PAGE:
Are you learning of your teens gender identity for the first time? Are you feeling afraid that your child is being influenced by media or friends and perhaps is not yet mature enough yet to make a determination that they are transgender? Are you worried that other parents or family will judge you or blame you? You are not alone. I have worked with many parents who have been afraid, ashamed, angry, confused and worried about the future of their child, teen, or young adult who is disclosing that they are questioning their gender, or identifying as transgender. If this is the case for you-the good news is, that your child loves and trusts you enough to ask for your support.
First: Your child will always need your love and support. But that does not mean that you cannot have concerns, questions, or need time to catch up with your feelings.
One of the reasons our kids are so insistent in asking for our support, is that they feel vulnerable and they are asking for our protection, our love, even if it seems they are demanding us to change or catch up overnight. Most likely, this is very scary for them and they are afraid of your rejection. But if they are talking to you about their gender identity, there is trust and there is a need for your assurance that you will do your best to listen, to learn; even if you need some time to catch your breath.
Second: Your child is a living, changing, and conscious being who is unfolding their own lives.
Parents are the primary sources of security and soothing, critical for optimal child development. When our children are small and dependent, we have oh so much responsibility; and oh so much control! But our children mature, and become their own little selves. If you thought your child would follow in your footsteps, you may be surprised to find that they do the opposite! This doesn’t mean that they are rebelling. It means that they belong to themselves, and after we have protected them, taught them basic human kindness and personal responsibility; we will find that they become a version of themselves that we could never quite have envisioned.
Third: If your child is telling you that they are transgender, non-binary, or gender fluid; believe them, and prepare to go learn about them in new ways, while learning about yourself. This is an opportunity as much as it is an unexpected curve in the road of life.
A parent who is available to provide emotional nurture, support and unconditional positive regard, is one who is
emotionally aware of their child’s emotional life, attunded to their child’s needs, and available for support, reassurance and
guidance. Your relationship will always change, because you and your child, are always changing.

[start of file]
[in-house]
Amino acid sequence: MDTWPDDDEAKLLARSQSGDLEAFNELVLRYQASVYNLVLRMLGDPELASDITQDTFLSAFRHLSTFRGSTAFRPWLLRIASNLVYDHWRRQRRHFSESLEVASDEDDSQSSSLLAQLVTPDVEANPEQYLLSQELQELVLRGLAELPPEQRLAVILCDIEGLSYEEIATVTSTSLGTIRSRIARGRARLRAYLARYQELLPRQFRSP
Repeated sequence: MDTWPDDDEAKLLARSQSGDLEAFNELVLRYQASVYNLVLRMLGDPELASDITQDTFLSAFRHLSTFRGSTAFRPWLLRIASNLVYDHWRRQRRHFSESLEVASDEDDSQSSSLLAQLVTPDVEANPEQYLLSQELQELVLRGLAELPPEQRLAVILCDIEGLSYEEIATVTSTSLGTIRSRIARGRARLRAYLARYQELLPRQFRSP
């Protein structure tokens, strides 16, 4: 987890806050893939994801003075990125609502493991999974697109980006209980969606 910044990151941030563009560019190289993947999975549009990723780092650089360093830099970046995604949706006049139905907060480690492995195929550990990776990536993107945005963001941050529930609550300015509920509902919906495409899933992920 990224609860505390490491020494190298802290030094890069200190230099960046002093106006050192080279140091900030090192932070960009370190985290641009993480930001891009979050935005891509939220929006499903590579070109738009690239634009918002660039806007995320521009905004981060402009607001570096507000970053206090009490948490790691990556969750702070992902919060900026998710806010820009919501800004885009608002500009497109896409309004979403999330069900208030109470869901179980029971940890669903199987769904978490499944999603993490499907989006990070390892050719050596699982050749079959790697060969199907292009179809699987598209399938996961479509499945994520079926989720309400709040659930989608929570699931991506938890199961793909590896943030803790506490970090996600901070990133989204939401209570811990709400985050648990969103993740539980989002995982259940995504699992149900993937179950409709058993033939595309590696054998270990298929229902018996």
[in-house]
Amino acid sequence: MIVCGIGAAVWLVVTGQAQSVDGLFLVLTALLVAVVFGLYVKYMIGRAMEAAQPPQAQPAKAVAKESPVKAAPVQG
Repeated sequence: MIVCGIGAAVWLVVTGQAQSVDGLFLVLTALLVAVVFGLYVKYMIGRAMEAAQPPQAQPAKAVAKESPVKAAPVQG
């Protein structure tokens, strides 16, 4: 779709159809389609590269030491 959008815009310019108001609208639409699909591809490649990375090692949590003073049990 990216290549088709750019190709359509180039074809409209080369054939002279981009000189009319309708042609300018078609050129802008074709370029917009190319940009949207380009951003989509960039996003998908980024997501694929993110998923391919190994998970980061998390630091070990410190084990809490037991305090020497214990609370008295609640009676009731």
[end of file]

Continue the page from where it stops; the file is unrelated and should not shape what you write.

Fourth: The risk of parental rejection is real.
LGBT children are at a high risk of experiencing parental rejection and this predisposes them to risk of depression, suicide, homelessness and abuse.
Parents often experience grief, loss, shame, and fear around their child’s sexual or gender diversity, whether that child
has “come out” or not. This can lead to micro-aggressions and small corrections that instill a sense of shame or fear in a child who
is perceiving that their behavior or being is distressing. Children seek security at all costs, and will modify their behavior and presentation in order to
avoid such rejection and secure the love of their parents.
If you are reading this, you are seeking information about the best ways to love and support your child, and that means dealing with your own
feelings so that you can be available to your child. That is a wonderful beginning. I am dedicated to helping families navigate these stages of change in a way that allows for concerns and questions to be fully explored while maintaining a commitment to the health and well being of the child, teen, and family as a whole.
Resources for Parents
“The Family Acceptance Project® is a research, intervention, education and policy initiative that works to prevent health and mental health risks for lesbian, gay, bisexual and transgender (LGBT) children and youth, including suicide, homelessness and HIV – in the context of their families, cultures and faith communities. We use a research-based, culturally grounded approach to help ethnically, socially and religiously diverse families to support their LGBT children.”
Our team has been putting research into practice by developing an evidence-based family model of wellness, prevention and care to strengthen families and promote positive development and healthy futures for LGBT children and youth. We provide training and consultation on our family-based prevention and intervention approach across the United States and in other countries.
Trans Youth Family Advocates is a national organization dedicated to education, support and advocacy for gender variant youth, transgender youth and their parents.
A Soul has no Gender: Love and acceptance through the eyes of a mother of sexual and gender minority children.
Denise Ajeto, PsyD.